In this murder mystery, sexy blonde film star Irma Gladden is found dead in her car after shooting the last scene in her film, "Falling Star" at Eminent Studios. The suspects are numerous ... See full summary »
Fred C. Newmeyer
J. Farrell MacDonald
With his father accused of murder, Tom heads after the real murderer who lives in a town of outlaws where no one is allowed in or out. To gain entry he poses as an escaping outlaw with his ... See full summary »
Hedda Hopper's movie career was basically a lifetime of bit-parts (147 credits on IMDb, most of them forgettable), and no-one ever claimed she was a great actress, except in her other career as a gossip-columnist, where she could be highly convincing as a helpless little frilly female, to whom men would confide their secrets - only to find them plastered all over next morning's paper. (Spencer Tracy was so furious, he kicked her in the pants.) So this is one of the few opportunities to see her in a starring role, though at just 62 minutes, it's obviously a B-film and the low budget does show through.
When you hear that it's a story of mistaken identity, involving the theft of a priceless diamond, you can't help thinking of Wodehouse, who had a surprisingly strong influence on Hollywood, and that is the kind of light snack we're talking about. (Why it needed four writers is anybody's guess.)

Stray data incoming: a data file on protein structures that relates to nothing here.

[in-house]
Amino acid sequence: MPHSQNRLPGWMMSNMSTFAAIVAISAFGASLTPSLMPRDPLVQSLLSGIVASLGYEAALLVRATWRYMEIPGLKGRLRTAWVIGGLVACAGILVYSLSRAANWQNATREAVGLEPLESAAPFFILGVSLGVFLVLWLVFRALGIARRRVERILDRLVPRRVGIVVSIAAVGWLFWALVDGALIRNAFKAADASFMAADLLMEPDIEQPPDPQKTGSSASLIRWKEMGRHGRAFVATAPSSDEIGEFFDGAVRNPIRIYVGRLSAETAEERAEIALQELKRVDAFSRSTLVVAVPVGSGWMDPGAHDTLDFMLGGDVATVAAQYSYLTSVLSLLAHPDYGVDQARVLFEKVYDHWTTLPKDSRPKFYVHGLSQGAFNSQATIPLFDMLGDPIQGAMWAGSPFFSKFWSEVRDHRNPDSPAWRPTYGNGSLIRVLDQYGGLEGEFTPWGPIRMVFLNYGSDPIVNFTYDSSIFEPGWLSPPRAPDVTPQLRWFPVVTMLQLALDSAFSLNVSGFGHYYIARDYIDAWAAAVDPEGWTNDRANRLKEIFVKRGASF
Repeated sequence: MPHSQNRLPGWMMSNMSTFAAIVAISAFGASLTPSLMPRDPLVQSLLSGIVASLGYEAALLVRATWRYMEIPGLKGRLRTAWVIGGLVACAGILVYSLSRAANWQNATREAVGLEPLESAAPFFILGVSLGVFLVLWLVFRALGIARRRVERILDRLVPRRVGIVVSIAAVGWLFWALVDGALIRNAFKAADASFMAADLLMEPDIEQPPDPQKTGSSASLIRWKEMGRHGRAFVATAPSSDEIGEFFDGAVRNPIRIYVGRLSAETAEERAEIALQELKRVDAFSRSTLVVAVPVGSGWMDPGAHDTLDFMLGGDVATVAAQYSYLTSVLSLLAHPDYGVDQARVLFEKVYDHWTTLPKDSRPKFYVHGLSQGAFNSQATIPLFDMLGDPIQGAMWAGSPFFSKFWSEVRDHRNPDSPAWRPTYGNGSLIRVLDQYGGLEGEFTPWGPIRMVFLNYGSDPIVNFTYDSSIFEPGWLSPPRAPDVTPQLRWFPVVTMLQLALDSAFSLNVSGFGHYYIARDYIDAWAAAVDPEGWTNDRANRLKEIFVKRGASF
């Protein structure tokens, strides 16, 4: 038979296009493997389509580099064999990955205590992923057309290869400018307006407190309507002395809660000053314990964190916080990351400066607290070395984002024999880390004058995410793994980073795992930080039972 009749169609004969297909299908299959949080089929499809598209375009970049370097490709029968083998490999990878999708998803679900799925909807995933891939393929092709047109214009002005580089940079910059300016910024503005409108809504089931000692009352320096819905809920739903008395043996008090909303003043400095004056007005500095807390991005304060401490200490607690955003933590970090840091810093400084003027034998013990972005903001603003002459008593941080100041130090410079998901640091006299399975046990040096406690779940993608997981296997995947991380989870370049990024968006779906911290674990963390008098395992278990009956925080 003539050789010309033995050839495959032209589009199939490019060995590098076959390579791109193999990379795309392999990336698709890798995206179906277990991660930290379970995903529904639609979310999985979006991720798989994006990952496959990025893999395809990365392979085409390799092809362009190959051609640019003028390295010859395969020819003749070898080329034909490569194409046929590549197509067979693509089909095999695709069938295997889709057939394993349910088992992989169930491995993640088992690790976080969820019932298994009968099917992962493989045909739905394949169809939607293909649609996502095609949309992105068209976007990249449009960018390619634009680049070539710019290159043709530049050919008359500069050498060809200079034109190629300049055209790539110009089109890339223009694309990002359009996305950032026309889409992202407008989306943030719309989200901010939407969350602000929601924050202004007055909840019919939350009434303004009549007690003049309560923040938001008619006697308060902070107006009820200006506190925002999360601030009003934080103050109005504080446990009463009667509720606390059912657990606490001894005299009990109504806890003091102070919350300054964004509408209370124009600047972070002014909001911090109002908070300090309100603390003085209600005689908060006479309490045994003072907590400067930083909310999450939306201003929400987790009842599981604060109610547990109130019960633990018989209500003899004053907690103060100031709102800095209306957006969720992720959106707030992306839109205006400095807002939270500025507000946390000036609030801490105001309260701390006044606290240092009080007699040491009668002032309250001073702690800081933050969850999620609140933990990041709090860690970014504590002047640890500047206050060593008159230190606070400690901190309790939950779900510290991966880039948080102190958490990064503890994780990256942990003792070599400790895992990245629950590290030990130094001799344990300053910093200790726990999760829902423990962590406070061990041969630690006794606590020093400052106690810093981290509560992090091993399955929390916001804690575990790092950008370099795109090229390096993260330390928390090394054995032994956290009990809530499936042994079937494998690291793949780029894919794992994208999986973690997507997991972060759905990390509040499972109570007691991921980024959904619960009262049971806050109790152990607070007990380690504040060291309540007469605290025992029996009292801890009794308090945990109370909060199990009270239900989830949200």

The date of 1931 signals the first shock of the Depression, so the unremarkable footage of the rich at play would have provided much-needed escapism for hard-up viewers in a thousand small-town cinemas. There is topicality in Hopper's character losing everything in a stock-market gamble. And film-buffs will note the signs that we are just pre-Code, with a distinctly suggestive passage where a young man teaches the girl golf by reaching around her from behind.
This was a pretty foggy print, and the sound is a bit dim too. The climactic fight-scene is so fake and feeble, you can almost hear John Wayne sneering "Fight-scene? Heck, I thought it was a love-scene." But at least Hopper is looking her best - a distinguished beauty, however widely disliked.
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